Hungary’s relationship with Romania would benefit from the ethnic Hungarian RMDSZ party increasing its presence in the Romanian parliament, Foreign Minister Péter Szijjártó said in Targu Mures (Marosvásárhely) on Wednesday.
At a joint press conference with RMDSZ leader Hunor Kelemen, Szijjártó said he was not in Transylvania to meddle in Romania’s internal affairs, noting that Hungary was “careful to make sure that this doesn’t happen”. Hungary will respect the outcome of Romania’s elections, the minister said.
Szijjártó urged ethnic Hungarians to participate in Sunday’s elections, emphasising that “this is about the future of their community”. The stronger the Hungarian representation in Bucharest will be, the louder Hungarians’ voices will be when it comes to deciding on the future, he said.
Hungary has pragmatic reasons for wanting close relations with Romania, he said, noting that the neighbouring country was Hungary’s fourth most important export market.
Hungary exports more than 5.5 billion euros worth of goods and services to Romania each year, Szijjártó said.
The minister said good relations between Hungary and Romania were also good for Hungarians living in Romania and Romanians in Hungary.
“We believe that a stronger presence by the ethnic Hungarian RMDSZ party in the Romanian parliament would benefit bilateral cooperation,” Szijjártó said.
The minister said RMDSZ had told the Hungarian government that the best way it could help ethnic Hungarians was by offering economic support, as it benefits both the community and the region as a whole.
“I’d like to think that my Romanian colleagues also believe that an economically more prosperous Transylvanian Szekler Hungarian community is in Romania’s interest as much as it is in Hungary’s,” he said.
Asked to comment on the Romanian government’s decision to make economic support to ethnic Hungarians conditional on a written agreement between the two countries, Szijjártó said the government had paid close attention when devising the scheme to ensure that it is compatible with international, European and Romanian law. “So I can safely say that the programme is in line with Romanian, European and international law,” the minister said. “It’ll create jobs here, generate tax revenue for the budget and contribute to economic growth here.”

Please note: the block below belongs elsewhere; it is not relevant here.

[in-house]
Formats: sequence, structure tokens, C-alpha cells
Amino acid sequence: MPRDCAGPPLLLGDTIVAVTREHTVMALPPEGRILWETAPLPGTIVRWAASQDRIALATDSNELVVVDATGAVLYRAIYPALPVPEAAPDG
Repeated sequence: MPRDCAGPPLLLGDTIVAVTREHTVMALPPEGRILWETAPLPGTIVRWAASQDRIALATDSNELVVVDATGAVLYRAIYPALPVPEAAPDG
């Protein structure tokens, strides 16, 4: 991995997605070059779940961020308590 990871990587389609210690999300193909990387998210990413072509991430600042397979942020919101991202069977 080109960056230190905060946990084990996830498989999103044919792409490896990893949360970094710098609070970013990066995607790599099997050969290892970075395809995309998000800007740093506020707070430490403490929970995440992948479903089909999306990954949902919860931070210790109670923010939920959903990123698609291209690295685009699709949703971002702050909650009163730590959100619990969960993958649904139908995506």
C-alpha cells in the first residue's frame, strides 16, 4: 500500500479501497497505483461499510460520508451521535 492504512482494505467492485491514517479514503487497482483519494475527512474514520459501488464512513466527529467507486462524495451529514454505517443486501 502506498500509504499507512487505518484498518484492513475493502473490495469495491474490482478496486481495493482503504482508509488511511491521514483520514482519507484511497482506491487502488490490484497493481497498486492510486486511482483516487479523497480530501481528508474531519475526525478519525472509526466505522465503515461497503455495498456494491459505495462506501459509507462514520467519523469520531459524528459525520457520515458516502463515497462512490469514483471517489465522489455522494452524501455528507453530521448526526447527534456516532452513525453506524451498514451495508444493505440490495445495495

Kelemen said he and the foreign minister had spent the day inspecting investment projects supported by the Hungarian government. They also laid a wreath at a recently inaugurated statue of Transylvanian Prince Gabriel Bethlen, he said.
Kelemen thanked Hungary’s ruling Fidesz-Christian Democrat alliance for their support and urged ethnic Hungarians to go to the polls this weekend, saying that there were no health risks involved in doing so.
Speaking about Hungary’s economic development scheme geared towards Transylvania earlier, Szijjártó said
the Hungarian government has disbursed some 70 billion forints (EUR 195.7m) among 6,000 local businesses, generating 135 billion forints’ worth of investments. This year, the government contributed 20 billion forints to 53 major agricultural investments worth a combined 40 billion forints, Szijjártó said.
Seeing the scheme’s success, the government has decided to disburse another 6.5 billion forints, he said, adding that more than 50 agricultural manufacturing companies have applied for support.